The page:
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‘Bring’ Turns to ‘Choose’ in The Next Phase of Mobile Device Strategy

May 29, 2015

Fast forward to 2015 and BYOD is now into the next phase - a declining one. Instead of a BYOD strategy, many organizations are embracing CYOD (Choose Your Own Device) policies. A managed alternative to BYOD, CYOD sees organisations offering a range of pre-approved, corporate-owned devices for employees to choose from. 

IDC’s John Delaney addressed this turn of trends last July stating, “What we’re seeing in Europe now is an increasing preference for CYOD – ‘Choose Your Own Device’”. The bi-annual IDC survey revealed that 41% of the European enterprise sector had no plans to offer BYOD. However, this development is not just affecting European enterprises and countries. CYOD is a growing trend across the globe, with IDC’s 2014 Asia-Pacific predictions stating “BYOD as an enterprise mobile strategy is dead and eligible users will be given a choice of device that they can use for work, also referred to as CYOD”.

The replacement of BYOD with CYOD is largely down to two main factors: security and cost. With a CYOD strategy, organizations can implement a more secure resource program. Typically, each device is put through rigorous IT testing and certification. The growing trend toward private cloud deployments - where each device that can connect to the internal cloud network must be secured - is a good example of how CYOD makes integrating infrastructure resources simpler for CIOs and CTOs. Unlike BYOD where employees are able to access the corporate cloud and store confidential or sensitive data on personal devices, CYOD allows for IT to assume full responsibility of corporate resources.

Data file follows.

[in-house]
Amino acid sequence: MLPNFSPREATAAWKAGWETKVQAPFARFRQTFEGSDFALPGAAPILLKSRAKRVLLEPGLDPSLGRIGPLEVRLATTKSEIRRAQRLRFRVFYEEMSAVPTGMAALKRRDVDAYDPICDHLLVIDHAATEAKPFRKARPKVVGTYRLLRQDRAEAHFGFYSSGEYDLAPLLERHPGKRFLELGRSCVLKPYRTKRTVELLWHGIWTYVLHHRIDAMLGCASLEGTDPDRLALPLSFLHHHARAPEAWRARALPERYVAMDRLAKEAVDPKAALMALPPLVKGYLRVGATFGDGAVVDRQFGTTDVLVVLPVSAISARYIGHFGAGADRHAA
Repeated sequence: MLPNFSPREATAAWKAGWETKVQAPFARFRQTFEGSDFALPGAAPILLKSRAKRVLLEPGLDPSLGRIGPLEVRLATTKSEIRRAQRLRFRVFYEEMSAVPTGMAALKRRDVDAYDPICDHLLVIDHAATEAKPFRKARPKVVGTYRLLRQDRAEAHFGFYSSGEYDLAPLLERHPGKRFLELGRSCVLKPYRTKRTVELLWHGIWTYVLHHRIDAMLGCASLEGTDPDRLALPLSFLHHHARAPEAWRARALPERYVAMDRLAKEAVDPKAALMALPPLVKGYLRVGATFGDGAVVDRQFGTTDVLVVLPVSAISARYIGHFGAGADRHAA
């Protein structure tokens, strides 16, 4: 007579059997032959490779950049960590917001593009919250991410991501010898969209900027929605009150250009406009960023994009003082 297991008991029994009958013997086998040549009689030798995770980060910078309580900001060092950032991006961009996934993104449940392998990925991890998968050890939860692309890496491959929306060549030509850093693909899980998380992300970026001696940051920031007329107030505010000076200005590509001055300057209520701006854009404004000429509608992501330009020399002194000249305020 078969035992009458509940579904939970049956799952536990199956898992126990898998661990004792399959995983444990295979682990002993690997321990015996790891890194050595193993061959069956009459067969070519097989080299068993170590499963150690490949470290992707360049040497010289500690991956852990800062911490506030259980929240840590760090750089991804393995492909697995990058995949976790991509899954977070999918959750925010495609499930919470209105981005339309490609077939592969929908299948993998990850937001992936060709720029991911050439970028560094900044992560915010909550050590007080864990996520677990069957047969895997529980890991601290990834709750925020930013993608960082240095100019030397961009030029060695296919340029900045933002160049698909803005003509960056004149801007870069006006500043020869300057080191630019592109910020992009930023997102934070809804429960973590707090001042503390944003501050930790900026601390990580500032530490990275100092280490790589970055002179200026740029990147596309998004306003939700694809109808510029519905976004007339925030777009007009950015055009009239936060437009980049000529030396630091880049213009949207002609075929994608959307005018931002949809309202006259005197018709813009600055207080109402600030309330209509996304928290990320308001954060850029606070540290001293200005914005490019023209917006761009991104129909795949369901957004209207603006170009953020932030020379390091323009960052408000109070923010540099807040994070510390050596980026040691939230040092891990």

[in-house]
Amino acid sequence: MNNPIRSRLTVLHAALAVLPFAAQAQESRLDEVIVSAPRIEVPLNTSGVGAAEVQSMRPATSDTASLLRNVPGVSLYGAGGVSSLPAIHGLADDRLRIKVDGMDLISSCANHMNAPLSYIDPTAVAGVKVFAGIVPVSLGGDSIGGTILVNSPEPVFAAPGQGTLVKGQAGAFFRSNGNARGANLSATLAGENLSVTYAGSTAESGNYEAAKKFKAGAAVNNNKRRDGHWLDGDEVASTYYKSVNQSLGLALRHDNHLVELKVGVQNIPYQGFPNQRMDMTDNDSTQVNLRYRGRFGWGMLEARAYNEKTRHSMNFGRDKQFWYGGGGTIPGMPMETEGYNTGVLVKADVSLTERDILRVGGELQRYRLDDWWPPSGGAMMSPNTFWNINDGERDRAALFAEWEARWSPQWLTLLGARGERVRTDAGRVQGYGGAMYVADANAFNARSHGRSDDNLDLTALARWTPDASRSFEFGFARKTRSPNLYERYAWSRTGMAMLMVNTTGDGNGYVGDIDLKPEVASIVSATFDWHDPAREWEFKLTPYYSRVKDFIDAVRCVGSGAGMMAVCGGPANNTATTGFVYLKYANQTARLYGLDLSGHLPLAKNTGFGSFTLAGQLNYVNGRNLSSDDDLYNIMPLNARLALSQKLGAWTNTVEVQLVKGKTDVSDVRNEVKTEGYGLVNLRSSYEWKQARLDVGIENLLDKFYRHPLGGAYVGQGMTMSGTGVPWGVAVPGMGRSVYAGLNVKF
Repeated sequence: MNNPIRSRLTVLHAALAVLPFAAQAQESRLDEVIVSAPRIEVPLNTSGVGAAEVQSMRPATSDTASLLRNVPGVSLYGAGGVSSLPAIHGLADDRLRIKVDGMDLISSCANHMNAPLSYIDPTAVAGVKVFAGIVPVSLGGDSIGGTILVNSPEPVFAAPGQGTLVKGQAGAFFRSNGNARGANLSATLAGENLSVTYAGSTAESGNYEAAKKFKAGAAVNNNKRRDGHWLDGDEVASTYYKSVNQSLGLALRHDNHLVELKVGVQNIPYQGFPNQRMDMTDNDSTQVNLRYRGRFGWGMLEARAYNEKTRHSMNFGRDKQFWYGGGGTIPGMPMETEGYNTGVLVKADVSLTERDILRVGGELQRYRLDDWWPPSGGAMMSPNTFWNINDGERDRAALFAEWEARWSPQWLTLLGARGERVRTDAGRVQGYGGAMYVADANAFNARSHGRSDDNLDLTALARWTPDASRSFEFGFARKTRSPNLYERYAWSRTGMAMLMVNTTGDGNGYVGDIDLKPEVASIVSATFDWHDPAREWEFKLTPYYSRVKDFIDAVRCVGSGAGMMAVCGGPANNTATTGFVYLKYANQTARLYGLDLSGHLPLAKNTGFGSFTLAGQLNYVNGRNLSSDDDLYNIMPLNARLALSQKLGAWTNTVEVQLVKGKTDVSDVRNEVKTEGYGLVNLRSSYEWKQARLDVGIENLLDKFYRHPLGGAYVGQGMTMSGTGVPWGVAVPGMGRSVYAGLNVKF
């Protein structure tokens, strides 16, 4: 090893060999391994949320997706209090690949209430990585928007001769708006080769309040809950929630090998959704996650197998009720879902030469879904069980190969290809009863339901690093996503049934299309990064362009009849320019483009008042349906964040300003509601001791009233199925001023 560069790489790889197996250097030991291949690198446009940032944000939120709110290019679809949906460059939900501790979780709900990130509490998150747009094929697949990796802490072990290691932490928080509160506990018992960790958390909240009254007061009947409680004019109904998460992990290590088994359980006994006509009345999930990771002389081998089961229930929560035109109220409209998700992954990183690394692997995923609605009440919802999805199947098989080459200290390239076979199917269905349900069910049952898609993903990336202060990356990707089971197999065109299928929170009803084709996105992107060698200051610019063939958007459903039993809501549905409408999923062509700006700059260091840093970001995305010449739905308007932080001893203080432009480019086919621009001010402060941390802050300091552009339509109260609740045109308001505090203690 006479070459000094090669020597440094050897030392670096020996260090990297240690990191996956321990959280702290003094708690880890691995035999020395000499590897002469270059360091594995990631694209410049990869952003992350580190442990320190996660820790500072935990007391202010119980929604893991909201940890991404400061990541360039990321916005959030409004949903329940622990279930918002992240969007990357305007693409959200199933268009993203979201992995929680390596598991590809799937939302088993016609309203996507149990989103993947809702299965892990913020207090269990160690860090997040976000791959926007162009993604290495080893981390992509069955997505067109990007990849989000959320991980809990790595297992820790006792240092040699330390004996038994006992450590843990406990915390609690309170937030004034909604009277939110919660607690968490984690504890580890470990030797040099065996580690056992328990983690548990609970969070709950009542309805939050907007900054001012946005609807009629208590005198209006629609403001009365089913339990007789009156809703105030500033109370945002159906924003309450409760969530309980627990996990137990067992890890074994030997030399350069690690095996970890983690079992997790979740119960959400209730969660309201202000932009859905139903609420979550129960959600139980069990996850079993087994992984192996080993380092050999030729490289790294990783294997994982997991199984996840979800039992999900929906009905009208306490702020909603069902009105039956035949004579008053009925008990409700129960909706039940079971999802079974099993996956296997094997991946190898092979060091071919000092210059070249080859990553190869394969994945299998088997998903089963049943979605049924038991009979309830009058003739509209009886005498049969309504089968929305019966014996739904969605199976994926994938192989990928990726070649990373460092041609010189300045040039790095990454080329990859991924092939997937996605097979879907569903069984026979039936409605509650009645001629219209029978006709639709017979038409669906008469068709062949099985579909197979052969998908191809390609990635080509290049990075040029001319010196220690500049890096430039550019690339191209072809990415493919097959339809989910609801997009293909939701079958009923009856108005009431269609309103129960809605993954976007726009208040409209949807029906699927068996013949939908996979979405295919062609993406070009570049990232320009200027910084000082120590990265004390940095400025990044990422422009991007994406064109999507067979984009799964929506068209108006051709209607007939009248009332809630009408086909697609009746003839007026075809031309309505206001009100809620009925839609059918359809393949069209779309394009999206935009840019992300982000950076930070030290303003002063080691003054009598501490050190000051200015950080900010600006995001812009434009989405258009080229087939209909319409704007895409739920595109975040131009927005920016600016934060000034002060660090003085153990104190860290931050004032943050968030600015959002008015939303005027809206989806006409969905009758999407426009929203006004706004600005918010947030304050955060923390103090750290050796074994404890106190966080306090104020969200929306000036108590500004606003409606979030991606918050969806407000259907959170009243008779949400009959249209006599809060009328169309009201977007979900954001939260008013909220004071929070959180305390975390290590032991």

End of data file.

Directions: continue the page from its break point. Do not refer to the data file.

Secondly, it was originally believed that BYOD could help organizations reduce costs, however an increasing number of companies are realising that the total cost of ownership is actually higher with a BYOD strategy. Due to the fact that BYOD relies on employees bring their own devices in to use at work, companies lose the ability to bargain with telecoms companies for lower-cost plans. Additionally, for larger corporations, standardizing mobility creates stability and ultimately efficiency. 

Employees are less likely to see the need for BYOD, particularly if their company is offering a choice of devices and therefore whether they own the device or not is less of a priority.  Moreover it’s argued that a corporate-owned IT model (CYOD) sees IT spend 20% of their support to address the issues of 80% of users, whereas in a BYOD model, 20% of users will take up 80% of IT’s support. This is most probably due to the differing range of devices and operating systems (OS) open to the corporate network when BYOD models are deployed.

What CYOD is really about, is IT regaining some control and securing applications in the face of an increasing mobile workforce and a growing number of personal devices. To observe this evolution of BYOD is fascinating for MDSL, as technology developments and IT trends are constantly shaping our solutions.

Written by Calero-MDSL

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